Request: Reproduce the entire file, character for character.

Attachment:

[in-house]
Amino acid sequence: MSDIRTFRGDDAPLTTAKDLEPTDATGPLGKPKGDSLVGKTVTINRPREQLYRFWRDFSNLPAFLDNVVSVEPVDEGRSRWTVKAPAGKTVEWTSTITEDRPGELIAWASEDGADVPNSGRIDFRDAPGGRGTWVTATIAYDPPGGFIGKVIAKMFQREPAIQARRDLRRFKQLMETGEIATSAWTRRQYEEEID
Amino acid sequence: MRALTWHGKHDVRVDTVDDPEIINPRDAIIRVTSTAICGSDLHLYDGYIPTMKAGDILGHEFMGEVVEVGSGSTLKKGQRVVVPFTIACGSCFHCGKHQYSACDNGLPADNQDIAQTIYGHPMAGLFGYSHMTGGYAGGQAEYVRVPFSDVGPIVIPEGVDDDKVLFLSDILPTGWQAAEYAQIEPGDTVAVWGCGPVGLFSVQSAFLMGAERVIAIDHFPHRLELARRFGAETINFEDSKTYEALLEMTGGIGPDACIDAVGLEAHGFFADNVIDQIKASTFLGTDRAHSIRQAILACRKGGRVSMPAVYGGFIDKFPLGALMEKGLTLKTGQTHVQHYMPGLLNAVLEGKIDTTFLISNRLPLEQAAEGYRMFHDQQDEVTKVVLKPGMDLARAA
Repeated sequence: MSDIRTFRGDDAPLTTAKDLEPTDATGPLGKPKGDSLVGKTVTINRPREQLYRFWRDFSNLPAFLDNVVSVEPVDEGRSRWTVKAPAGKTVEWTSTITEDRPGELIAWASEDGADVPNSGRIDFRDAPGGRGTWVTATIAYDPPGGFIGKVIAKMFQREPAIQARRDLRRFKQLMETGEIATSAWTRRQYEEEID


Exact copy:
[in-house]
Amino acid sequence: MSDIRTFRGDDAPLTTAKDLEPTDATGPLGKPKGDSLVGKTVTINRPREQLYRFWRDFSNLPAFLDNVVSVEPVDEGRSRWTVKAPAGKTVEWTSTITEDRPGELIAWASEDGADVPNSGRIDFRDAPGGRGTWVTATIAYDPPGGFIGKVIAKMFQREPAIQARRDLRRFKQLMETGEIATSAWTRRQYEEEID
Amino acid sequence: MRALTWHGKHDVRVDTVDDPEIINPRDAIIRVTSTAICGSDLHLYDGYIPTMKAGDILGHEFMGEVVEVGSGSTLKKGQRVVVPFTIACGSCFHCGKHQYSACDNGLPADNQDIAQTIYGHPMAGLFGYSHMTGGYAGGQAEYVRVPFSDVGPIVIPEGVDDDKVLFLSDILPTGWQAAEYAQIEPGDTVAVWGCGPVGLFSVQSAFLMGAERVIAIDHFPHRLELARRFGAETINFEDSKTYEALLEMTGGIGPDACIDAVGLEAHGFFADNVIDQIKASTFLGTDRAHSIRQAILACRKGGRVSMPAVYGGFIDKFPLGALMEKGLTLKTGQTHVQHYMPGLLNAVLEGKIDTTFLISNRLPLEQAAEGYRMFHDQQDEVTKVVLKPGMDLARAA
Repeated sequence: MSDIRTFRGDDAPLTTAKDLEPTDATGPLGKPKGDSLVGKTVTINRPREQLYRFWRDFSNLPAFLDNVVSVEPVDEGRSRWTVKAPAGKTVEWTSTITEDRPGELIAWASEDGADVPNSGRIDFRDAPGGRGTWVTATIAYDPPGGFIGKVIAKMFQREPAIQARRDLRRFKQLMETGEIATSAWTRRQYEEEID